Considering how fuzzy some of my vacation memories are, I’m surprised at how many details of the numerous highway rest areas I’ve visited I can still recall. That doesn’t shock Joanna Dowling, a historian who created the Web site www.restareahistory.org.
“I have a very strong memory of a rest area that we would stop at as kids,” she said. The Northern California stop in Weed, near Mount Shasta, had interpretive panels explaining the geology of the volcano, she said. Reading them became something of a tradition.
If you’re one of the tens of millions of travelers expected to hit the road for Thanksgiving, you’ll probably need to take a break at some point, and chances are that you’ll take it at one of the country’s ubiquitous highway rest areas. Occasionally maligned as dirty magnets of crime and other illicit behavior (see: “There’s Something About Mary”), the stops are evolving from small, flypaper-plastered restrooms into airy, high-tech travel plazas and welcome centers.
Some are tricked-out enough to become attractions in their own right. Let’s detour to just south of Cheyenne, Wyo., where a new $16 million welcome center on Interstate 25 opened to drivers at the end of September.
The 27,000-square-foot building hosts a variety of exhibits representing every part of the state. There’s a re-creation of a dinosaur dig site, complete with the pinging of metallic tools and audio of researchers talking about their finds.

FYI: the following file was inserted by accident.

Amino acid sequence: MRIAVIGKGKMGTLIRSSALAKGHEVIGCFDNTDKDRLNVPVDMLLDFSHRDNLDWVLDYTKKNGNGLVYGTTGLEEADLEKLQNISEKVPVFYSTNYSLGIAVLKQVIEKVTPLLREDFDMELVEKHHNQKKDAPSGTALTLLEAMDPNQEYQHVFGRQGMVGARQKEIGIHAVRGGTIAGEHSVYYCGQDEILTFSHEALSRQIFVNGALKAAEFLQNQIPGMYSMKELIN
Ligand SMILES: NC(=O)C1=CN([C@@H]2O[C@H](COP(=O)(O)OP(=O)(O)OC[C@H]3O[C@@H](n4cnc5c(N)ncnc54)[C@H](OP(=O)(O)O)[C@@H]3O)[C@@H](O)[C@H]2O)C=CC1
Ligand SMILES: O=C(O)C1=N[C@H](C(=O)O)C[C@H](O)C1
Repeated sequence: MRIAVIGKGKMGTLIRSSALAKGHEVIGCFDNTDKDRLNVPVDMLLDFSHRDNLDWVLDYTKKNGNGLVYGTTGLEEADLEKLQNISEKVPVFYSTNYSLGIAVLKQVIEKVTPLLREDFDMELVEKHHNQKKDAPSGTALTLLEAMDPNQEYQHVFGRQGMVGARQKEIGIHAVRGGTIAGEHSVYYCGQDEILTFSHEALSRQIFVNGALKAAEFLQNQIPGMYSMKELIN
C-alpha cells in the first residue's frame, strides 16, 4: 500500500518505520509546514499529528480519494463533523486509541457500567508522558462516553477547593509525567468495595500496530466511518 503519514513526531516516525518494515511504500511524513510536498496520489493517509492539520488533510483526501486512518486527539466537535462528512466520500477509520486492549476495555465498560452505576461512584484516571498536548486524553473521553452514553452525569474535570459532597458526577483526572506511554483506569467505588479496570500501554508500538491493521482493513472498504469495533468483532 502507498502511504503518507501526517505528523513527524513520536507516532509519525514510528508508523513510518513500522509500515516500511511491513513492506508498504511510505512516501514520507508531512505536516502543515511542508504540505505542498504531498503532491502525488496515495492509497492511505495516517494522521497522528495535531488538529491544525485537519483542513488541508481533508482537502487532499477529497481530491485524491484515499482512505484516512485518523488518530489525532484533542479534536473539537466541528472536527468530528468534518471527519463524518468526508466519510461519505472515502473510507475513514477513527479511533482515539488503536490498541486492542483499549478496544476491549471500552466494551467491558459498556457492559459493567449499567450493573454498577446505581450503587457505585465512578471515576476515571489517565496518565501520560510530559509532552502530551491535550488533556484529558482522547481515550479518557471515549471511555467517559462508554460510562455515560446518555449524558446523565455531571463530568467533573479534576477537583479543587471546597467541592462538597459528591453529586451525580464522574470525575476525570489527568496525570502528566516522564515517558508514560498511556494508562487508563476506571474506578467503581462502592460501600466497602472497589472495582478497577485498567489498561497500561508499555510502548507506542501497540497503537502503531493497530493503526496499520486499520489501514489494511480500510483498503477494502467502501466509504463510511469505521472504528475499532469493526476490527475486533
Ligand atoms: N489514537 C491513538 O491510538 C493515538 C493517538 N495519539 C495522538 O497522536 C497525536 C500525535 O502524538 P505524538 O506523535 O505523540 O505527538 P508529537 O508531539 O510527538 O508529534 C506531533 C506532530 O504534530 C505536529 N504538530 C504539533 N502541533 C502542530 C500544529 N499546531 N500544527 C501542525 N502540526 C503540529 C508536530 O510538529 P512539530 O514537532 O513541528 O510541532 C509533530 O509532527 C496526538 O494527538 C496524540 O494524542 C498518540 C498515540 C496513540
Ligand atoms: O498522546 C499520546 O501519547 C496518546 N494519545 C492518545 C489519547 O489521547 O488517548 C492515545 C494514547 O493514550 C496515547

Another popular feature is the replica of Butch Cassidy’s jail cell, said Shannon Stanfill, visitor services manager for the Wyoming Office of Tourism. Road-trippers can test their mettle by trying to escape from the pokey. “Even our retirees that are coming through, they are kids at heart,” Stanfill said. “They want to bust out of jail, and they want pictures with Butch Cassidy.”
Is it a wonder that travelers ever make it to their destination at all?
End of the road
The Wyoming welcome center and other 21st-century highway rest stops have come a long way since their rustic predecessors. There’s some debate about where the first such facility sprang up, but Dowling said that a likely candidate is a roadside picnic area in Michigan. The story goes that in the late 1920s, an engineer dismayed at the sight of families having meals next to the road started building picnic tables to give them a safe place to sit.